Adopt A Bird Band
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How you can help

Sharp-shinned HawkIn the fifty years since the museum's banding station was founded, more than half a million birds have been banded, with data on those birds informing discussions on today’s toughest environmental issues such as climate change, habitat loss, and population change.

Magnolia WarblerAs one of the best natural history museums in America, Carnegie Museum of Natural History plays a unique role in our region. Supporting the museum helps provide educational and cultural programming for our region; it creates the exhibitions families love to visit together; and it maintains the research and collections that make critical contributions to scientific understanding of life. Today the bird banding program at Powdermill Nature Reserve forms an integral part of bird migration research at Carnegie Museum of Natural History.

Powdermill Nature Reserve draws upon and enhances the museum’s existing diverse scientific specialties by encouraging collaborations with many other partnering institutions. Powdermill is creating interdisciplinary research and educational projects that address some of the most pressing scientific questions of our time: questions regarding changes to the environment—past, present, and future—and how these changes affect life on Earth.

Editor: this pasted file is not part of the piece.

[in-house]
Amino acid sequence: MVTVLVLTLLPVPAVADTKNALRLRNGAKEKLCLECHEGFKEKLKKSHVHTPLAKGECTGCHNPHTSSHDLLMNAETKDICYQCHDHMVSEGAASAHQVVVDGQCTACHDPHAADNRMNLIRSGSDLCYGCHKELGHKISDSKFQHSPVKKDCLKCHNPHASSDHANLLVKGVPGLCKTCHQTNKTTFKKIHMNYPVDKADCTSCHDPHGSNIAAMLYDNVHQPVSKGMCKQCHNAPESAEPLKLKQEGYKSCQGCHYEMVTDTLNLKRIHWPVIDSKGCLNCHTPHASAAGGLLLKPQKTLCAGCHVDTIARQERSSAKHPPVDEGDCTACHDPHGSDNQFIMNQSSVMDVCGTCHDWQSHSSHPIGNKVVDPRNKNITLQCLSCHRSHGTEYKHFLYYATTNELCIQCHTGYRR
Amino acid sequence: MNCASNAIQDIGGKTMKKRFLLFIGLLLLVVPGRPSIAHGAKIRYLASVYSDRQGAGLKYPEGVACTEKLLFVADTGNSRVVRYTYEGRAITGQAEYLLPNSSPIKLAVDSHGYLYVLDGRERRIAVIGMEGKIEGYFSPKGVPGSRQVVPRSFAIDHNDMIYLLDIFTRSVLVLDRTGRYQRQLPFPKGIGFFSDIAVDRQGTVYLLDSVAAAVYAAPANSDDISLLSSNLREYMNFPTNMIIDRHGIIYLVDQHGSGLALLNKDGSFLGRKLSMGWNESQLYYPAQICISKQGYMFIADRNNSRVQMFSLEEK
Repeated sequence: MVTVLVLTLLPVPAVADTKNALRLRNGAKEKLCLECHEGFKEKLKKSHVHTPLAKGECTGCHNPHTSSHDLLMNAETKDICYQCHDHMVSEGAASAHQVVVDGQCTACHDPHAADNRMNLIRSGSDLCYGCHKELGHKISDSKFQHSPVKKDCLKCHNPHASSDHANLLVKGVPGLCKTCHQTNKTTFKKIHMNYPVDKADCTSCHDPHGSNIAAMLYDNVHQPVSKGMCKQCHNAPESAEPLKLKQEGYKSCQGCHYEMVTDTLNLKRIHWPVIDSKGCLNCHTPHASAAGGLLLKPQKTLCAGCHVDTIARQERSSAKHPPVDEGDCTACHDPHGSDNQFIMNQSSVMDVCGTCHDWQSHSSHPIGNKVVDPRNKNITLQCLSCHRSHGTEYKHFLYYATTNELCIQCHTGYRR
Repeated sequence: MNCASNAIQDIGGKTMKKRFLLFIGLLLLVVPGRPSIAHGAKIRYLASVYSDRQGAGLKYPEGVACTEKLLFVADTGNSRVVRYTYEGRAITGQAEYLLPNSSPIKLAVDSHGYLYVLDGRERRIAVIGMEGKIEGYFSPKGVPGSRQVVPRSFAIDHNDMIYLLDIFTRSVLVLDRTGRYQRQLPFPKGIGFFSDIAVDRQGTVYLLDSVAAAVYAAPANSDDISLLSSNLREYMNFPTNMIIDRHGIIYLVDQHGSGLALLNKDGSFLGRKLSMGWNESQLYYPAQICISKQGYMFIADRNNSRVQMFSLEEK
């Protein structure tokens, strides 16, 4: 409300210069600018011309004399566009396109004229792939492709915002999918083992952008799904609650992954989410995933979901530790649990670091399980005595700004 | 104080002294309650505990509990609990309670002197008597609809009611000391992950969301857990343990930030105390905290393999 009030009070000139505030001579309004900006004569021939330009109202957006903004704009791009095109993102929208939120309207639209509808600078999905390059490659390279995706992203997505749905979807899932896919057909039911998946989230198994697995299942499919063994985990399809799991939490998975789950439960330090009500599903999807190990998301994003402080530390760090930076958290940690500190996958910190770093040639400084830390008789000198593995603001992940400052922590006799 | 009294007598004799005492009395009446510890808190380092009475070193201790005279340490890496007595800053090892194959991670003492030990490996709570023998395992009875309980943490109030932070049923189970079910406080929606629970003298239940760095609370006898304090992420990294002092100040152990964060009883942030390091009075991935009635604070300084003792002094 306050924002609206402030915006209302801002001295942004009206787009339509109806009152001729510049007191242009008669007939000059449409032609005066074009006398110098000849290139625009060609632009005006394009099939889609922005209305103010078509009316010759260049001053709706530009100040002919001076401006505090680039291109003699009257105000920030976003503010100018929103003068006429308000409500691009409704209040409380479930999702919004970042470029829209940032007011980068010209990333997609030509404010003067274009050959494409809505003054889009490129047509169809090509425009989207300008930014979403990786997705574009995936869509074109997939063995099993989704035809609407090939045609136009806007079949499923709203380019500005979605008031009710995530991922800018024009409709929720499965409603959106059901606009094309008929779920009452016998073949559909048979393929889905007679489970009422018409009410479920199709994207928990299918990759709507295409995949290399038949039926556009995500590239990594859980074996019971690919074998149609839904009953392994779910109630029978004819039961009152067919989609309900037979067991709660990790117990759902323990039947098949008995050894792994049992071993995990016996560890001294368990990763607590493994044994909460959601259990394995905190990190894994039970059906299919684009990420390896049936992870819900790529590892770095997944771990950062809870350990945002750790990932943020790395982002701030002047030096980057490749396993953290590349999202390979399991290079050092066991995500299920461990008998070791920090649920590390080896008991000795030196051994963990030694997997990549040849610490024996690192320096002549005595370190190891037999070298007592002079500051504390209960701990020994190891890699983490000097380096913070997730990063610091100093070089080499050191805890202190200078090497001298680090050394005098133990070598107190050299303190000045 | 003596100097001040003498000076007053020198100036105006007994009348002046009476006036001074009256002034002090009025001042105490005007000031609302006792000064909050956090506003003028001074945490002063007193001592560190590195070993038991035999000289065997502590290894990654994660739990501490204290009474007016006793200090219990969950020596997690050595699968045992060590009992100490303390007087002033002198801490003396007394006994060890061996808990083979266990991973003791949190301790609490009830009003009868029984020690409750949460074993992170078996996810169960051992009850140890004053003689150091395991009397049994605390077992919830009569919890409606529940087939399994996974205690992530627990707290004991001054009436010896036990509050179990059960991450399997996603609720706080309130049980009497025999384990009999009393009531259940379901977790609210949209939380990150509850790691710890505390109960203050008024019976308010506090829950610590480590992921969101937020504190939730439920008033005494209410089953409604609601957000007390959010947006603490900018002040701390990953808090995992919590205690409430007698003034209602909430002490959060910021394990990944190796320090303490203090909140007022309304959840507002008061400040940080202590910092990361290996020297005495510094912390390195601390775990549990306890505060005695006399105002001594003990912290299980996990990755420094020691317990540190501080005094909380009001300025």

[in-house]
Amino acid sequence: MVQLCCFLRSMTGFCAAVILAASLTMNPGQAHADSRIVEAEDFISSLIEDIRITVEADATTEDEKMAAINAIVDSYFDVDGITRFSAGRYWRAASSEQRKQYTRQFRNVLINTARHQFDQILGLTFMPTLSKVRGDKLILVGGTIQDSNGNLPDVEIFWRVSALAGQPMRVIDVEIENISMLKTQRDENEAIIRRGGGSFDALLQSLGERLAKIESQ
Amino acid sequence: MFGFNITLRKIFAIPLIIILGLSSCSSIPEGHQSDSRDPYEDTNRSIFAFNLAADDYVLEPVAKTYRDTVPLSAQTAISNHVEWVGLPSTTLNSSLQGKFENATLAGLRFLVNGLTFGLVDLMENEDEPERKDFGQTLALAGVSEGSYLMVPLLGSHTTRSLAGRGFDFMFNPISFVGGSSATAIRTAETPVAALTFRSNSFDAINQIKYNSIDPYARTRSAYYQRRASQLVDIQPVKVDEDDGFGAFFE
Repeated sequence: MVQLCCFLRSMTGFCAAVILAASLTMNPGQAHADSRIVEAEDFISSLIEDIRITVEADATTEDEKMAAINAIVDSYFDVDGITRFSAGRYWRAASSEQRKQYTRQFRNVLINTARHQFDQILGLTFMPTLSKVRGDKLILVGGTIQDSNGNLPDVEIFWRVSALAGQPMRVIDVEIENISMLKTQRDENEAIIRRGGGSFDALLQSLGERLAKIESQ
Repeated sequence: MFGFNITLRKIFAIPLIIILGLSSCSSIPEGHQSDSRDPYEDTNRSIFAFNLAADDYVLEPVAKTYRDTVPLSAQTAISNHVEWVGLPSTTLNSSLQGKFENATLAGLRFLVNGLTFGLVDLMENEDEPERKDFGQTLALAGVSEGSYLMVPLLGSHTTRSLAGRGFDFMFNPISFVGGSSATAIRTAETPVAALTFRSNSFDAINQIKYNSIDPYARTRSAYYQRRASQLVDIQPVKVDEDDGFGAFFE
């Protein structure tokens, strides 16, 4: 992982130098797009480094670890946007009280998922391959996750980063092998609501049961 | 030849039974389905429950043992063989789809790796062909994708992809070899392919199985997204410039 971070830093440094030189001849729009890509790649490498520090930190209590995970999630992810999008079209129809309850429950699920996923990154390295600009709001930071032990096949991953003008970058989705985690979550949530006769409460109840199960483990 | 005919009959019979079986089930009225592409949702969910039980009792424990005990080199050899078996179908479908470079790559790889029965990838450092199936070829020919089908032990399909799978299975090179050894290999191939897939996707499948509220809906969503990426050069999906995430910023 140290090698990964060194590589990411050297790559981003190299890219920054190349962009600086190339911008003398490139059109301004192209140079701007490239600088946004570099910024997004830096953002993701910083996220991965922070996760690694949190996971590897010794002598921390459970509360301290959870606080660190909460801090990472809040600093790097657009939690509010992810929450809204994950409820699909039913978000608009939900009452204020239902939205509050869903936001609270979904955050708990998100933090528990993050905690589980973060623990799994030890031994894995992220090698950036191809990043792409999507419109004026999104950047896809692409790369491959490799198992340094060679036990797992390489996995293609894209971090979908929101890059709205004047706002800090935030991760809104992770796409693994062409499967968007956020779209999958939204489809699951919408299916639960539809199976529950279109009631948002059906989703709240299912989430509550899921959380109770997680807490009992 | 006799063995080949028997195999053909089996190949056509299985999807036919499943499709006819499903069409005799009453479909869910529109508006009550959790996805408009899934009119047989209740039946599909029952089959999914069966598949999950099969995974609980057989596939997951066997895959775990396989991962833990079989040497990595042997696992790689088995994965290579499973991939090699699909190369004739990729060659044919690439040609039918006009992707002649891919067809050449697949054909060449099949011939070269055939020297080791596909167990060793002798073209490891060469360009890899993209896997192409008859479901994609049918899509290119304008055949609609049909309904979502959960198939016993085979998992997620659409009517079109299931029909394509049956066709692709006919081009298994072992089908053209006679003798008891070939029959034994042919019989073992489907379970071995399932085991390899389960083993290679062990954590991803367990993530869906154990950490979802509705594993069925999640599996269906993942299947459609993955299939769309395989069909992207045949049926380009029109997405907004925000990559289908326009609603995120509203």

Give today and help the museum inspire new discoveries for our region, and for the world. Learn more about how you can support Carnegie Museum of Natural History as a Member, as part of the Carnegie Discoverers, or with an individual donation.

Photos: (Left) magnolia warbler and (right) sharp-shinned hawk banded at Powdermill Nature Reserve

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Carnegie Museum of Natural History spacer412.622.3131
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One of the four Carnegie Museums of Pittsburgh